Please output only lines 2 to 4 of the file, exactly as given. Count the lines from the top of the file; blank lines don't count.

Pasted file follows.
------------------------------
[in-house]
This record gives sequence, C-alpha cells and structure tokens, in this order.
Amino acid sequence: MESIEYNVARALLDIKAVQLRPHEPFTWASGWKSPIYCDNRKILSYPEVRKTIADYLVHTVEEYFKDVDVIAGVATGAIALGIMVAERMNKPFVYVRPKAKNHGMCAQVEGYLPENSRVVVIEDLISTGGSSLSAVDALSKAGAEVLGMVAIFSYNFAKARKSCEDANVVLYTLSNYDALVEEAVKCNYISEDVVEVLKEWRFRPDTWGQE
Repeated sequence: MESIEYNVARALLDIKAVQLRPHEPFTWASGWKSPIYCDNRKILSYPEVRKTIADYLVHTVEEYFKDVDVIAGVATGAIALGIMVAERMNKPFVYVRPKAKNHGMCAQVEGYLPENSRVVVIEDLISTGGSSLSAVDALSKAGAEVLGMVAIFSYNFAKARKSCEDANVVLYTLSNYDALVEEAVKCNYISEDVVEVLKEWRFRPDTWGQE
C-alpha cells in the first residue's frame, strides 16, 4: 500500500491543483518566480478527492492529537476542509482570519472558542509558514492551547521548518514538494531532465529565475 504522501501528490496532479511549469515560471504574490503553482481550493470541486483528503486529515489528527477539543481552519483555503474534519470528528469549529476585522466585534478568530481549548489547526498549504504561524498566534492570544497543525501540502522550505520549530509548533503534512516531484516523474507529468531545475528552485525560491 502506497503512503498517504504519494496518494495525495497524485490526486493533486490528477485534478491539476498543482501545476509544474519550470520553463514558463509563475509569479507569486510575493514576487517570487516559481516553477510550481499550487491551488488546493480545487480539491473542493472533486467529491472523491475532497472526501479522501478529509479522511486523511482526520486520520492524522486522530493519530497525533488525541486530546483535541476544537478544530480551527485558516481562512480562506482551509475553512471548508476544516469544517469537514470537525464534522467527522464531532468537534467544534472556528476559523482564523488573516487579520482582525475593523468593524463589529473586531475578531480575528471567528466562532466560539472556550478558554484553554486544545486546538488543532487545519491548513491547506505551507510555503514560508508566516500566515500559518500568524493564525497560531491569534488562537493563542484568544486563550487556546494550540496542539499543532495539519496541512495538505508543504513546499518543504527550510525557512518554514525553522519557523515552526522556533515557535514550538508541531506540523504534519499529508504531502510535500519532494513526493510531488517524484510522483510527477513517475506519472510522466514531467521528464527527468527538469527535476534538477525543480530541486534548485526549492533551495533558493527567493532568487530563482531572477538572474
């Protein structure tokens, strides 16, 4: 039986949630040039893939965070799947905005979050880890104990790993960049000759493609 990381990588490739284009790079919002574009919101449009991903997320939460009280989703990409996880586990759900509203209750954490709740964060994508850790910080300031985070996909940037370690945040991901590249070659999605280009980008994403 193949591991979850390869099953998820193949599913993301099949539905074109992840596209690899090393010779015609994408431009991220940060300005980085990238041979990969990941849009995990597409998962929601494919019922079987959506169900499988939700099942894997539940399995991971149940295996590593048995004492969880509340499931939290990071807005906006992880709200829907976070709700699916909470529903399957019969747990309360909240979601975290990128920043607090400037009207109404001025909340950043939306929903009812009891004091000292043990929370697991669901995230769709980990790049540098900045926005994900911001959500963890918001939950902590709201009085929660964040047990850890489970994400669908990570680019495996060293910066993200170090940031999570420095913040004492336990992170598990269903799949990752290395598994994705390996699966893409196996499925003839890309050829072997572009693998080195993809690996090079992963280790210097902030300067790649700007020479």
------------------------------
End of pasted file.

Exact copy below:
This record gives sequence, C-alpha cells and structure tokens, in this order.
Amino acid sequence: MESIEYNVARALLDIKAVQLRPHEPFTWASGWKSPIYCDNRKILSYPEVRKTIADYLVHTVEEYFKDVDVIAGVATGAIALGIMVAERMNKPFVYVRPKAKNHGMCAQVEGYLPENSRVVVIEDLISTGGSSLSAVDALSKAGAEVLGMVAIFSYNFAKARKSCEDANVVLYTLSNYDALVEEAVKCNYISEDVVEVLKEWRFRPDTWGQE
Repeated sequence: MESIEYNVARALLDIKAVQLRPHEPFTWASGWKSPIYCDNRKILSYPEVRKTIADYLVHTVEEYFKDVDVIAGVATGAIALGIMVAERMNKPFVYVRPKAKNHGMCAQVEGYLPENSRVVVIEDLISTGGSSLSAVDALSKAGAEVLGMVAIFSYNFAKARKSCEDANVVLYTLSNYDALVEEAVKCNYISEDVVEVLKEWRFRPDTWGQE